Why You Should Be Hiring for "Culture Add," Not Culture Fit
This post, by Kathleen de Lara, originally appeared on the Entelo Blog. Kathleen is the Inbound Marketing Manager at Entelo, in this blog post she shares the dos and don'ts of hiring a growing team based on company culture:
Beware of hiring people cut from the same cloth as your team – it could work against what you’re striving to build.
To start, let’s define company culture – an organization’s “genetic code”, an understanding of the overall vision, mission, and values demonstrated by employees’ actions and attitudes. Finding people who embody your company’s standards and principles can be a challenge, but lock in a few, key individuals, and it may seem like you have the blueprint to building a model team. That’s exactly the problem.
Organizations are often prone to finding and hiring people they like – employees who work hard, collaborate well with others, contribute to the company, and ultimately, jibe with the culture in place.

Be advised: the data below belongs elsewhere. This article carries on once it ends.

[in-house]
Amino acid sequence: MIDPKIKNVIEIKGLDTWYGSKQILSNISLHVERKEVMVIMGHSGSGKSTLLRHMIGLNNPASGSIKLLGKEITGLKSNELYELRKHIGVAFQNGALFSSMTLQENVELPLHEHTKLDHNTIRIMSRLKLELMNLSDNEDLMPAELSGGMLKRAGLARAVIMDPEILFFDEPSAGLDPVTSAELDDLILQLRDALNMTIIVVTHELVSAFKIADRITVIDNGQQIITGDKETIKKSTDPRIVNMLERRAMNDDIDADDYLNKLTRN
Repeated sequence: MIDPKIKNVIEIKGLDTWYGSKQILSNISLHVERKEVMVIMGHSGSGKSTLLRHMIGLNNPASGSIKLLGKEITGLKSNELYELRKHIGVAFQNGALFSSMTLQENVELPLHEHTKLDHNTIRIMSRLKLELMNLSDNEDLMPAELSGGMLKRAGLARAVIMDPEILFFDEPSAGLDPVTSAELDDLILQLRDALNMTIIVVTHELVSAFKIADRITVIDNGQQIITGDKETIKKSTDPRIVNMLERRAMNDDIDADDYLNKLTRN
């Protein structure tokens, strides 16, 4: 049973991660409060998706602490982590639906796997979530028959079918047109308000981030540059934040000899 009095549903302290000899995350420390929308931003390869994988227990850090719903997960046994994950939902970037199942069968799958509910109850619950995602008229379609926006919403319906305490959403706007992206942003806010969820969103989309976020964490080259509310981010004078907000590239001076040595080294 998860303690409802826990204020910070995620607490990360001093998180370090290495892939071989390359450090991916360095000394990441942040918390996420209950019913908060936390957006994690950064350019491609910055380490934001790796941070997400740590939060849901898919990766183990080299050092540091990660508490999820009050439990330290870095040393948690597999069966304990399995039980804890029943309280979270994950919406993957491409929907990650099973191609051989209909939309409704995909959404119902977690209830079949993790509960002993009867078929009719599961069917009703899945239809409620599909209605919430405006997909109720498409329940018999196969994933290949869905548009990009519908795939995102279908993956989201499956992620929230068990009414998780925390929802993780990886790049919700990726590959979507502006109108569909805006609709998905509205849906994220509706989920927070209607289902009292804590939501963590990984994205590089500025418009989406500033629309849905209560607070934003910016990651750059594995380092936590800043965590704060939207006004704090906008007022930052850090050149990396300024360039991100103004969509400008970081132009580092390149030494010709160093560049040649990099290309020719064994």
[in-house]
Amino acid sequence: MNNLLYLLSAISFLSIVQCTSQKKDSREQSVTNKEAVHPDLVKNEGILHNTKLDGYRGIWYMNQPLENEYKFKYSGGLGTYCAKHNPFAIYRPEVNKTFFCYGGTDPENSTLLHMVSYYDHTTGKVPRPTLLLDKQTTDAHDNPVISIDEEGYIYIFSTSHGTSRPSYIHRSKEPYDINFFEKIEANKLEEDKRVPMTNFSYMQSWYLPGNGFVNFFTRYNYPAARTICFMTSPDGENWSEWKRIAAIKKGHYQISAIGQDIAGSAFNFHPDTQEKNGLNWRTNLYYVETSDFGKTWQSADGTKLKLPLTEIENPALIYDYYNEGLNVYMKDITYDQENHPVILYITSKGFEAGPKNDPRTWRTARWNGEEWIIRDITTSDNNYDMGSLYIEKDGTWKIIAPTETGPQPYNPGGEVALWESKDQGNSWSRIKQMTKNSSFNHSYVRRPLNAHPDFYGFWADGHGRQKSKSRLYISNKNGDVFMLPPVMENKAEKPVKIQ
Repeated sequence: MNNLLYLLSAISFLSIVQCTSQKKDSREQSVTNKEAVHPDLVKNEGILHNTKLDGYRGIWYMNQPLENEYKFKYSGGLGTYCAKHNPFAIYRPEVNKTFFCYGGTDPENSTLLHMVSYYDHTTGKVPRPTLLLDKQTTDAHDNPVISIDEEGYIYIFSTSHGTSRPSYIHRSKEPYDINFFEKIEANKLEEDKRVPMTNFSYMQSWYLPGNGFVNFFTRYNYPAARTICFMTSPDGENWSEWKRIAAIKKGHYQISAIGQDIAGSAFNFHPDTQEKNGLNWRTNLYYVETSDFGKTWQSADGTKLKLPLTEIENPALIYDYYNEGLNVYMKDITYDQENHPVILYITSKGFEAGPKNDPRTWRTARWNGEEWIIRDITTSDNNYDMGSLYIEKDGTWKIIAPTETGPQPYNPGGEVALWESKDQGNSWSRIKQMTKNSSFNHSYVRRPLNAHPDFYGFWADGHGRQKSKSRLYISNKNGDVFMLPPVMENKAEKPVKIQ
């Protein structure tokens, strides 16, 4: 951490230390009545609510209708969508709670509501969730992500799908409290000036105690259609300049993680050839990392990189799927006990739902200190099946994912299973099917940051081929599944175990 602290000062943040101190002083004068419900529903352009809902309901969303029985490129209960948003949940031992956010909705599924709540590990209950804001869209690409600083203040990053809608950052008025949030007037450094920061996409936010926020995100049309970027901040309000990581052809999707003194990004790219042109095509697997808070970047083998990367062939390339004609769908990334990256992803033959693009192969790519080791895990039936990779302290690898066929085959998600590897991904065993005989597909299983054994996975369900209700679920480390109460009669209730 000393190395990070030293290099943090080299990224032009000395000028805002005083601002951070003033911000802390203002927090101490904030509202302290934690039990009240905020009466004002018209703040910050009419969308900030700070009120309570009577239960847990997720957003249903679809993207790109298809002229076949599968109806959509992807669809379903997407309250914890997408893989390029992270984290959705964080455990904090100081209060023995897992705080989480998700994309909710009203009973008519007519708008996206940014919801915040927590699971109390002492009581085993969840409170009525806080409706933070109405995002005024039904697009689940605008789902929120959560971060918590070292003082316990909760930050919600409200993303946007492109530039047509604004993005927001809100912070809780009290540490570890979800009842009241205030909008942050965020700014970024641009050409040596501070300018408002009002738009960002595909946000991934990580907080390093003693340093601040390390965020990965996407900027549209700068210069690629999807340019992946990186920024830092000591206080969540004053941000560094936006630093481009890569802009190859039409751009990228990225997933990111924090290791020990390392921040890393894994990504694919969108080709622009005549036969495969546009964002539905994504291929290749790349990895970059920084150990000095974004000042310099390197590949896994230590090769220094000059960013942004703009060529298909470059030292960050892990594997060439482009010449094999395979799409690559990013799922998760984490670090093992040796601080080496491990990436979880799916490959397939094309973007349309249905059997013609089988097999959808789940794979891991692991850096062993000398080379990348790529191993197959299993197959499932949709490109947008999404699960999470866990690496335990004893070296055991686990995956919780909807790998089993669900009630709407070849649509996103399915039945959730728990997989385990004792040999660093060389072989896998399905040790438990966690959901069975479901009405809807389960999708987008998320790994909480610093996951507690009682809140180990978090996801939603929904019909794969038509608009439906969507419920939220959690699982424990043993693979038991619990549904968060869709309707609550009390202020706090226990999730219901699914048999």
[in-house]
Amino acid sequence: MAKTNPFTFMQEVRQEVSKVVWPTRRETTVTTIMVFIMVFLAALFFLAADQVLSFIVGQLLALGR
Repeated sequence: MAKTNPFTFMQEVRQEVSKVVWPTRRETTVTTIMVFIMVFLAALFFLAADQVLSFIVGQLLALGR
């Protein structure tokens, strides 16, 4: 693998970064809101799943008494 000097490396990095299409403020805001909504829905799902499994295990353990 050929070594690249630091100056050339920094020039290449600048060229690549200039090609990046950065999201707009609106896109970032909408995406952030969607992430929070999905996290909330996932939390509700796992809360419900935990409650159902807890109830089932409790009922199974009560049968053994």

While this can almost guarantee you’re hiring someone who will do and fare well with the team, consider who you’re missing out on by dismissing people who aren’t exactly “perfect,” or fit the mold of who you already have on your team. Hiring for culture fit is frequently misunderstood as hiring people with similar attitudes, traits, beliefs, and experiences as those on the team. That can mean identifying candidates who graduated from top universities, previously worked at a highly regarded orgs, or who are experts and purple squirrels of their domain.
As Jon Bischke explains on HR Happy Hour, for some companies, culture fit becomes a matter of bucketing candidates under these checkboxes: Does this person look like us? Talk like us? Walk like us? Thinking of culture fit this way encourages bias, exclusiveness, and the likeliness for companies to multiply the status quo.
Instead, hire people who are a “culture add” – that means people who not only support the team’s values and professional ethics, but also bring an aspect of diversity to the team. Alternative viewpoints, unconventional experiences, rare, specialized skill sets. Hiring people who add to your culture also champions a more inclusive means for evaluating candidates, rather than focusing on what a candidate doesn’t have. Instead, think: What can this person could bring to the table?
When employees experience the benefits of a diverse team, they’re more naturally inclined to seek diverse candidates to support a continually developing team. More, newer ideas are discussed, different communication styles thrive, and candidates from diverse backgrounds become engaged with what your company has to offer.